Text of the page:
One of my favorite guilty pleasures is a book called Ali and Nino by “Kurban Said.” It’s not Tolstoy or Faulkner by a long shot, but it’s a hell of a lot of fun, and if you have any fondness for tales of derring-do—if, say, you enjoyed The Princess Bride—you should lay your hands on a copy; you won’t be disappointed. I put Kurban Said in quotes because it’s not his real name; he was apparently born Lev Nussimbaum in Baku in 1905, converted to Islam as a teenager and changed his name to Essad Bey, and moved to Germany and wrote biographies under his own name and a couple of novels as Kurban Said. (I was lucky enough to run across 12 Secrets of the Caucasus, by Essad-Bey, in a Lancaster, Pa. used-book store a few years ago; it too is full of derring-do, and has chapter titles like “The Idyllic Robbers’ Den,” “The Master of Fragrance,” and “The Village of Poets.”) Here’s a sample from the first chapter of Ali and Nino:
I, Ali Khan Shirvanshir, had been three times to Daghestan, twice to Tiflis, once in Kislovodsk, once in Persia to stay with my uncle, and I was nearly kept down for another year because I did not know the difference between the Gerundium and the Gerundivium. My father went for advice to the Mullah at the mosque, who declared that all this Latin was just vain delusion. So my father put on all his Turkish, Persian and Russian decorations, went to see the headmaster, donated some chemical equipment or other and I passed. A notice had been put up in the school stating that pupils were strictly forbidden to enter school premises with loaded revolvers, telephones were installed in town, and Nino Kipiani was still the most beautiful girl in the world.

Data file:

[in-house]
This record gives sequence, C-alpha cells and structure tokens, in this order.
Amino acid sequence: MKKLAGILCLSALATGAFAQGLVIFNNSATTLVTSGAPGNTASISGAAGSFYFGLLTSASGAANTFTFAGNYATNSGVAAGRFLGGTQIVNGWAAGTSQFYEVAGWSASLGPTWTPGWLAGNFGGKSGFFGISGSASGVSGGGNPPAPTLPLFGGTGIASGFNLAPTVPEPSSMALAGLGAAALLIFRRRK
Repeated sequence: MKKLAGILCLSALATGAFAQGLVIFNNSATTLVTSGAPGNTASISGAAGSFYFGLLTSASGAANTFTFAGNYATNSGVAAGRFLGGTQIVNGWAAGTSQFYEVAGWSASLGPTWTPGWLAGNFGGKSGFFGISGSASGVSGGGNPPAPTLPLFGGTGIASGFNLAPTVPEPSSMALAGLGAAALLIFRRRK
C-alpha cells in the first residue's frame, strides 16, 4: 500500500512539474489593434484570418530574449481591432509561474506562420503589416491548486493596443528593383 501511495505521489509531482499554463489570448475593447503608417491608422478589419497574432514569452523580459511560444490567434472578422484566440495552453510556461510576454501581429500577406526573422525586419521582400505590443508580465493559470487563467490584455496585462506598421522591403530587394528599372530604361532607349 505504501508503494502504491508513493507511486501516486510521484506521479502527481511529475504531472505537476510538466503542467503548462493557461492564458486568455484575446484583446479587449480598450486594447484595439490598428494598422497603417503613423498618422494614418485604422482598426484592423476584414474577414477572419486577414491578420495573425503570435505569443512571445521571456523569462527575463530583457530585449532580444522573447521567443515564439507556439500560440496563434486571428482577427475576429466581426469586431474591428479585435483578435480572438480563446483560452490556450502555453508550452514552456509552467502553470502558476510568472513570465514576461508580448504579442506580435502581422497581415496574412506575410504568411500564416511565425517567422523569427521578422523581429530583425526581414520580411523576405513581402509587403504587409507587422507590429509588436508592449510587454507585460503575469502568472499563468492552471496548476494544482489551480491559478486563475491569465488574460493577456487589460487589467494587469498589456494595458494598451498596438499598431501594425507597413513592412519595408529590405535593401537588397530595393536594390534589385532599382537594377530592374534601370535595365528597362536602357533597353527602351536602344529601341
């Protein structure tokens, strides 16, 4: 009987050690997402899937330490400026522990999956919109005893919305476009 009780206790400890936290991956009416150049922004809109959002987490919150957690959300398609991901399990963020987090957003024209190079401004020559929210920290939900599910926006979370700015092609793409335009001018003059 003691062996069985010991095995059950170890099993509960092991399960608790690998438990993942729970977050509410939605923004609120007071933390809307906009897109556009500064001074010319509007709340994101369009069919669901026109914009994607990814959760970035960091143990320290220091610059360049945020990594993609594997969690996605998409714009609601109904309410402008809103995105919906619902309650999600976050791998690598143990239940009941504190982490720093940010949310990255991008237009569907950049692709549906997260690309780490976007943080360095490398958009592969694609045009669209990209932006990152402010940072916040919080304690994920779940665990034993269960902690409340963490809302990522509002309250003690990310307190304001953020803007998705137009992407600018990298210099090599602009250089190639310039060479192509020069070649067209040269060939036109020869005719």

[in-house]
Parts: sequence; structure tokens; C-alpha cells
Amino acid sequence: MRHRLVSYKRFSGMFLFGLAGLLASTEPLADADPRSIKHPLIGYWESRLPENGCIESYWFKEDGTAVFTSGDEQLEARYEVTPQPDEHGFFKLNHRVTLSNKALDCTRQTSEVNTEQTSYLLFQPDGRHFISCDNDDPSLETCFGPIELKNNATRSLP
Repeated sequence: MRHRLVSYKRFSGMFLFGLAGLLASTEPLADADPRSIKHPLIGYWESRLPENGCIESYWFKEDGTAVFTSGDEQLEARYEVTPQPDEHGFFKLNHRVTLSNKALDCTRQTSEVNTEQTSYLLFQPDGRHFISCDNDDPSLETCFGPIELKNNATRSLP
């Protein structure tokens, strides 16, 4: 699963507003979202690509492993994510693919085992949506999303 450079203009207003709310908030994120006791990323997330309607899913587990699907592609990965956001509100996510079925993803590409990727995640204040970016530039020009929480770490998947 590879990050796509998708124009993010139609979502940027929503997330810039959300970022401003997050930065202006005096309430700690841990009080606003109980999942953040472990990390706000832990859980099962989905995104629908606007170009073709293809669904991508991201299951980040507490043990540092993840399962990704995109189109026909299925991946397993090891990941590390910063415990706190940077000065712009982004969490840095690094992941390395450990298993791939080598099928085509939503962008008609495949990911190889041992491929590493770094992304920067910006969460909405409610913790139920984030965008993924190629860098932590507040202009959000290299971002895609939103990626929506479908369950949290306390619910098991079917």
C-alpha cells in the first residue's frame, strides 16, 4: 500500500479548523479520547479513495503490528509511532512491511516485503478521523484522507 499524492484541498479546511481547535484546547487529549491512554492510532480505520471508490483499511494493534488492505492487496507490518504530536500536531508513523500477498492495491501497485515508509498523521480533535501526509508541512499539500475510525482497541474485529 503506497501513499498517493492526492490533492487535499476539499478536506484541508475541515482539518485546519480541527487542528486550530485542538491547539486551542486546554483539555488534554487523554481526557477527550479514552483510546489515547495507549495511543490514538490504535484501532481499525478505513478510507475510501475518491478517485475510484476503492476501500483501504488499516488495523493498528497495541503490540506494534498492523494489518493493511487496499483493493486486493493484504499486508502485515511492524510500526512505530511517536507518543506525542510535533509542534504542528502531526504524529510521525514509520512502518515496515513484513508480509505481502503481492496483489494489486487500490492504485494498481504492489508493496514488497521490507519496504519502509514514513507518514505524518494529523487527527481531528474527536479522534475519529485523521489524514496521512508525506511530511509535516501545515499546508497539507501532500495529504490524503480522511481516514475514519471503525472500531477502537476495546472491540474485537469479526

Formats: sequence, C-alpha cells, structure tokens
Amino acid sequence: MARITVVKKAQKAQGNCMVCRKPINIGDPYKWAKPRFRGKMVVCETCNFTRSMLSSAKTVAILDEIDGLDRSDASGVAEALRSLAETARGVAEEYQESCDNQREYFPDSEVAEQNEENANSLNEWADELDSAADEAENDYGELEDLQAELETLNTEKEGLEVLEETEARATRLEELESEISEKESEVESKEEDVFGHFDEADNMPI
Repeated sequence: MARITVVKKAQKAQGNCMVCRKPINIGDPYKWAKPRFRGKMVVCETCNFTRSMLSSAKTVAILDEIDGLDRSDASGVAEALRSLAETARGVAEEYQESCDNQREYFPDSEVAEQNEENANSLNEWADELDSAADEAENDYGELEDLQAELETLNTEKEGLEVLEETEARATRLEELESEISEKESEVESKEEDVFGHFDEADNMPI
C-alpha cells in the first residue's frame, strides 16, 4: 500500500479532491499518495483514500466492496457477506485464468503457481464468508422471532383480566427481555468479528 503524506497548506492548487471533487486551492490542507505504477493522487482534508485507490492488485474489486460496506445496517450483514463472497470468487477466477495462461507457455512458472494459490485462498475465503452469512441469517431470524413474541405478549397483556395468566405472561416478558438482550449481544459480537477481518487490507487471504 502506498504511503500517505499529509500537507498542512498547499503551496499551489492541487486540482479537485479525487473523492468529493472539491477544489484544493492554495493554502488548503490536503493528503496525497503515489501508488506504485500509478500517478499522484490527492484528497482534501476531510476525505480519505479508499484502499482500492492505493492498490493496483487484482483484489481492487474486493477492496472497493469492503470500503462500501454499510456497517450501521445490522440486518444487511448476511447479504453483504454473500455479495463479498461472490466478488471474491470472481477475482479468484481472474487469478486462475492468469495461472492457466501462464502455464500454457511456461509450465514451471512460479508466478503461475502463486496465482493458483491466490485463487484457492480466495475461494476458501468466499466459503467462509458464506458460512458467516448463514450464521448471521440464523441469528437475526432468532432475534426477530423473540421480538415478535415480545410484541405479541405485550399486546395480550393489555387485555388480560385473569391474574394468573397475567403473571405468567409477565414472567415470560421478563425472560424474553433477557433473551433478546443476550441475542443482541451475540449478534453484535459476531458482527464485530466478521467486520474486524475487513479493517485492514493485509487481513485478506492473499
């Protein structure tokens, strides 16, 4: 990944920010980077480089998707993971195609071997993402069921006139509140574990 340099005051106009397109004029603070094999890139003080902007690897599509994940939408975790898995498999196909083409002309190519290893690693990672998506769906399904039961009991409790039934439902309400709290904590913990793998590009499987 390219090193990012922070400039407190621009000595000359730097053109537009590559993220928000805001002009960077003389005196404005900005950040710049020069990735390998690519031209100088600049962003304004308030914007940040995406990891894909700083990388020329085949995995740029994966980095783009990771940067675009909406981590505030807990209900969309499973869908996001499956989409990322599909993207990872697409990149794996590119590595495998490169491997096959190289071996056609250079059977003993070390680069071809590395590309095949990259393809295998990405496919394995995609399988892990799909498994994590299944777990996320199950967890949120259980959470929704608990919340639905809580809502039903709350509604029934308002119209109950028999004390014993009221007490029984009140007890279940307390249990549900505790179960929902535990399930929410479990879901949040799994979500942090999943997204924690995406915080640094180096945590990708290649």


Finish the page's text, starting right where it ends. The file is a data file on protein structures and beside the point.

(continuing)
But I’m not here to talk about Essad Bey’s romantic prose or complicated life (someone’s said to be working on a biography, which I can’t wait to read), I’m here to talk about transliteration.
As enthralled as I was by the book, I kept wanting to throw it across the room while cursing the name of Jenia Graman. Yes, she rescued the book from a Berlin bookstall, translated it, and brought it to the attention of the English-speaking world, and for that we owe her. But didn’t the woman have any sense? She kept all the Arabic, Persian, Turkic, and Russian terms from the novel in their German guises (the book was written in German), which produces an effect in English that is at best barbarous and at worst incomprehensible. Some examples: Dshafar for Ja’far, Nikolaus for Nikolai, Seljam-Alejkum for salaam aleikum (here we have the Russian substitution of lya for la, followed by the German substitution of j for y), Sakavkasnaja Jelesnaja for Zakavkaskaya Zheleznaya (Doroga, the Transcaucasian Railway), Jasid for Yezid, and—my two personal favorites, both from Chapter 11—Dshainabi: Tewarichi Al-Y-Seldjuk for Jainabi: Tavarikh-e Al-e Saljuk and Chajasseddin Keichosrov for Ghiyas-ed-din Kaikhusrow. Some names are rendered ambiguous by the veil of transmission: is “Seyd” Zayd, Sayyid, or Sa’id? And some are just gibberish as far as I can tell, like “Teshachut” in Chapter 24. All right, it would have required some effort on her part to find the proper English renderings of some of the more obscure terms, but surely she could have gotten “salaam aleikum” right! And the book keeps getting reprinted; couldn’t some merciful publisher fix these things? I have a fairly complete list I’ll be more than happy to supply, free and gratis. Let’s rid an otherwise satisfactory translation of these unsightly blemishes, shall we?